CBD, T.H.C., and cannabinoids
CBD is garnering attention as the non-intoxicating, non-psychoactive cousin to T.H.C. It is considered to have an anti-inflammatory, anti-anxiety, and anti-psychotic counterweight to T.H.C. Consumers increasingly understand the benefits of CBD and are looking for unique consumption formats. Research is also beginning to understand better other minor cannabinoids such as C.B.G., C.B.C., CBN, and CBGa, including a series of terpenes found in cannabis and hemp extracts. For example, CBN has been shown to induce sleep and increase sleep time (Brewster, I.F.T., April 2021).
CBD ingredient production
Amidst the growing demand for CBD products, the distinction between cannabis and hemp markets in North America is worth mentioning. With the passage of the 2018 U.S. Farm Bill, hemp and its derivatives, including CBD, were no longer classified as controlled substances. This has significantly impacted the production of CBD in the U.S.A. from hemp plants. While the U.S. Food and Drug Administration continues to issue warning letters about advertising CBD with therapeutic claims, consumer brand advocates keep pushing for a durable national regulatory framework for producing and using CBD and hemp derivatives in food and beverages. According to FoodDive, in January 2021, the U.S. is expected to be the largest market globally for CBD. Several Canadian companies are now entering that market through acquisitions and product launches.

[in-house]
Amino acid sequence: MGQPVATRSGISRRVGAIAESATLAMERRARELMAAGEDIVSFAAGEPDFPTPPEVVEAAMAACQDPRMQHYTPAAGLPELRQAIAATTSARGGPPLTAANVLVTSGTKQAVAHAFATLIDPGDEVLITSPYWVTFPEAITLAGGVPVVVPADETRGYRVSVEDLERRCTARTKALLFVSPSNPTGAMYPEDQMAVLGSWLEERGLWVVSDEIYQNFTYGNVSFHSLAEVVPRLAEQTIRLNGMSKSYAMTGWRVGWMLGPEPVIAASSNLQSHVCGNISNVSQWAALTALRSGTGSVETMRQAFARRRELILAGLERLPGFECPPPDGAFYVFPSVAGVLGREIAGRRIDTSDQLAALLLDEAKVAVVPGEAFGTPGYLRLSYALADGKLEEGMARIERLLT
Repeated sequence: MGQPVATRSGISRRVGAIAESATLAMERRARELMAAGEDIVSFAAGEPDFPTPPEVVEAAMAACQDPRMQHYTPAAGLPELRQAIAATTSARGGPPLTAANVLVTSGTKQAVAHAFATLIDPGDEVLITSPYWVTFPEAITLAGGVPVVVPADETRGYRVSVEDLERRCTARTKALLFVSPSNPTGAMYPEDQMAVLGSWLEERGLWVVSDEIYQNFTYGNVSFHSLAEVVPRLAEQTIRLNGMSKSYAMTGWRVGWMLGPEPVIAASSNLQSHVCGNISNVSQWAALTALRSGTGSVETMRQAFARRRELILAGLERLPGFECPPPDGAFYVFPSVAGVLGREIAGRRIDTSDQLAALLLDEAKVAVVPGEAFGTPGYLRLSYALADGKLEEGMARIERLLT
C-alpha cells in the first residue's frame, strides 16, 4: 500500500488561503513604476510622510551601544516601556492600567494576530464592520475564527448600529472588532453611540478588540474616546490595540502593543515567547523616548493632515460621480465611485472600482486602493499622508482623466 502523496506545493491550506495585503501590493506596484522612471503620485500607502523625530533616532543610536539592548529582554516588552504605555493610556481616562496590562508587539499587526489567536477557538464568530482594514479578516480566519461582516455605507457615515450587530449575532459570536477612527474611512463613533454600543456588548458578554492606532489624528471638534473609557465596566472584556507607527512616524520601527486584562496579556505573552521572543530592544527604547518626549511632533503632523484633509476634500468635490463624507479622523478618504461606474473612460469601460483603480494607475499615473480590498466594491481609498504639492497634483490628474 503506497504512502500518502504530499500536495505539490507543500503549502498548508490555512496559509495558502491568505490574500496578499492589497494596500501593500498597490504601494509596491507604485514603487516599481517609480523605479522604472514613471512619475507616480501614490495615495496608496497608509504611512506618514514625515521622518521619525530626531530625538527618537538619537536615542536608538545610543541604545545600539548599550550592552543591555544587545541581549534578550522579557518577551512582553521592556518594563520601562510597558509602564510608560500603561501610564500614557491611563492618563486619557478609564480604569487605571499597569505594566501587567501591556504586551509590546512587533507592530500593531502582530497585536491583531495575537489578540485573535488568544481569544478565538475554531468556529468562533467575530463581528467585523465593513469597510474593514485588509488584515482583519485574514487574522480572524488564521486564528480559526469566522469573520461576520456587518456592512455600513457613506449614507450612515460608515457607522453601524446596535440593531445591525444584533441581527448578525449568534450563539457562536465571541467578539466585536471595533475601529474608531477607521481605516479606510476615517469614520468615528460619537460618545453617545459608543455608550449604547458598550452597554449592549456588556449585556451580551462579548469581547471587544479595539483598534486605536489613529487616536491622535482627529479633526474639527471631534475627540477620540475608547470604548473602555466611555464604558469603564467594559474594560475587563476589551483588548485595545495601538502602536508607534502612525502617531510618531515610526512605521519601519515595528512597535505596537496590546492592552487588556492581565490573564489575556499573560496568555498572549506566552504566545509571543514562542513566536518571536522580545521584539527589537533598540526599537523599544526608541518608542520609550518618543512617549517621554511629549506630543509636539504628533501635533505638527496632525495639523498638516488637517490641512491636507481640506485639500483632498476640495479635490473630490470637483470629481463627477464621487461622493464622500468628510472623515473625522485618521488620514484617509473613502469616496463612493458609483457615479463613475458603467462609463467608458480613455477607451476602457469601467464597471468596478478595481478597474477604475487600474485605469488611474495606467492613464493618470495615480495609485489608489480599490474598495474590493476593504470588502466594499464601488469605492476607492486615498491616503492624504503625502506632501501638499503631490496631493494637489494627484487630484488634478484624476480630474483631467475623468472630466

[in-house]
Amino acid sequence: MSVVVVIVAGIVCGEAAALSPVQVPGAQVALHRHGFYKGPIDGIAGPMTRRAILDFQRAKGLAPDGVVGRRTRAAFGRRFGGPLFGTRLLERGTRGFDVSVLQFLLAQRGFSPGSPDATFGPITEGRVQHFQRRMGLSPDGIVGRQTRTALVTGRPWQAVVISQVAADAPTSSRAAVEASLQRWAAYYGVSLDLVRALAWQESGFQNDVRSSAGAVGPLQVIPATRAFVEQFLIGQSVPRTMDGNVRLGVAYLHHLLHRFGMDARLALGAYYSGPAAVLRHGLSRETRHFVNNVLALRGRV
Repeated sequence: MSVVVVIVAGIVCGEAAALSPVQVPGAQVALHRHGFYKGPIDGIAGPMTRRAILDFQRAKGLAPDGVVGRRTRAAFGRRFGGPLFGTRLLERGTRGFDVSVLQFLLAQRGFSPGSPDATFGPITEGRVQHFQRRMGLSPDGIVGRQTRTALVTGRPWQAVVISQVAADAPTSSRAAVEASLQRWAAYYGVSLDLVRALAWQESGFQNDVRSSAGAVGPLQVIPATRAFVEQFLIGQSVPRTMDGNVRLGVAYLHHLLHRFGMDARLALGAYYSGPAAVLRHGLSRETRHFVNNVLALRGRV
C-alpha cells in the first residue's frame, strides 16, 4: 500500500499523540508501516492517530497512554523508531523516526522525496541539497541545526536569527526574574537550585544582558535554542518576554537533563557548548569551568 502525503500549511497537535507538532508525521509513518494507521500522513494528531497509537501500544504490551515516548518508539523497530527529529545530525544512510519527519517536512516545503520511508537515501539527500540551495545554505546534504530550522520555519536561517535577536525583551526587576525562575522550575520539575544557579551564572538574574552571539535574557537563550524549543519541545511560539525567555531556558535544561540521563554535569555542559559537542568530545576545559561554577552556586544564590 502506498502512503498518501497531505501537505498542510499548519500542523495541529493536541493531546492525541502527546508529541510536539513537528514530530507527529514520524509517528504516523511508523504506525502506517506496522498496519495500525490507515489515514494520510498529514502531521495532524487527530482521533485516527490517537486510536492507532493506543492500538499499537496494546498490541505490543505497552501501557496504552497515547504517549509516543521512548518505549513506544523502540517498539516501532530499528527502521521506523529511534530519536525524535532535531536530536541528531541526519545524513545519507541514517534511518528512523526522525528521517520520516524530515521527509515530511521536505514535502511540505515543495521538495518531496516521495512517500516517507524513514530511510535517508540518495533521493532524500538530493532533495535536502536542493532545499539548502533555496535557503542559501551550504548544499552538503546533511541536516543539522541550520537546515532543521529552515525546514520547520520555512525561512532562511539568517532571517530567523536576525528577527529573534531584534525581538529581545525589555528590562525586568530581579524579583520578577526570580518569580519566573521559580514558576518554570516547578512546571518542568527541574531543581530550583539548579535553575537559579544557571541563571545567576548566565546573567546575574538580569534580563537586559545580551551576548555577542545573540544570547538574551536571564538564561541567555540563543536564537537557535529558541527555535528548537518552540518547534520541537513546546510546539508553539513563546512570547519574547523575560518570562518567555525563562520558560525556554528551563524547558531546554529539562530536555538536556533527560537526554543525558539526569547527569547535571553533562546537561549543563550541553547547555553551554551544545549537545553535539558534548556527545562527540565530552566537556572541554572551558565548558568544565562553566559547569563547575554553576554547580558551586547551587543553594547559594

In research by the Brightfield Group with data from New Frontier Data, B.D.S. Analytics and Arcview Market Research, the global CBD market is expected to reach $22 billion by 2022, while the U.S. CBD industry is expected to triple in market size in the same year. In April 2021, I.F.T.’s Food Technology magazine added that 20 percent of U.S. adults have reported purchasing a CBD product at least once, and CBD edible sales (e.g., food, candy, and beverages) in mainstream retail outlets are expected to hit $5.7 billion in 2024.
All of this is fuelled, in part, by a series of high-profile mergers and acquisitions. In January 2021, Truss CBD USA was created from a joint venture between Canadian cannabis company HEXO and Molson Coors Beverage Co. It launched Veryvell, a line of non-alcoholic sparkling CBD beverages as a self-care brand, with claimed adaptogen health formulations. Further, in 2019, Canadian cannabis company Tilray bought Manitoba Harvest, a long-time hemp food producer. The acquisition is now producing a line of CBD-infused food and wellness products for the North American market. In late 2020, Canadian cannabis company Aphria merged with Tilray, partnered with beer giant A.B. InBev, and expanded into the U.S., creating further cross-over between beer and cannabis industries.
In conclusion, the CBD food and beverage sector remains highly dynamic and is expected to meet market demand for alternatives to alcoholic drinks with health and wellness products.